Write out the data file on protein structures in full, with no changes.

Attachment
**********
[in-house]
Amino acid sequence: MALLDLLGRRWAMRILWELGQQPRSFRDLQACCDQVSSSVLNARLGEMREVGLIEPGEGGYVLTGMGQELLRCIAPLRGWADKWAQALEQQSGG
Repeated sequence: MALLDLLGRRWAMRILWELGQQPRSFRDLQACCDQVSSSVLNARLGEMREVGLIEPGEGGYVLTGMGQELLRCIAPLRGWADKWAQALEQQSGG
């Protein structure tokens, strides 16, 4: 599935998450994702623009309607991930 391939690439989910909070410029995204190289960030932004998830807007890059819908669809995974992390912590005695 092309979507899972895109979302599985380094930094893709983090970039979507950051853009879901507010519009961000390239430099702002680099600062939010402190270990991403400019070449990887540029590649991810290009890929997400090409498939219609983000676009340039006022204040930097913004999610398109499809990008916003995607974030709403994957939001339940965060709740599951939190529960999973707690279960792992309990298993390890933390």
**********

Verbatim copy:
[in-house]
Amino acid sequence: MALLDLLGRRWAMRILWELGQQPRSFRDLQACCDQVSSSVLNARLGEMREVGLIEPGEGGYVLTGMGQELLRCIAPLRGWADKWAQALEQQSGG
Repeated sequence: MALLDLLGRRWAMRILWELGQQPRSFRDLQACCDQVSSSVLNARLGEMREVGLIEPGEGGYVLTGMGQELLRCIAPLRGWADKWAQALEQQSGG
């Protein structure tokens, strides 16, 4: 599935998450994702623009309607991930 391939690439989910909070410029995204190289960030932004998830807007890059819908669809995974992390912590005695 092309979507899972895109979302599985380094930094893709983090970039979507950051853009879901507010519009961000390239430099702002680099600062939010402190270990991403400019070449990887540029590649991810290009890929997400090409498939219609983000676009340039006022204040930097913004999610398109499809990008916003995607974030709403994957939001339940965060709740599951939190529960999973707690279960792992309990298993390890933390």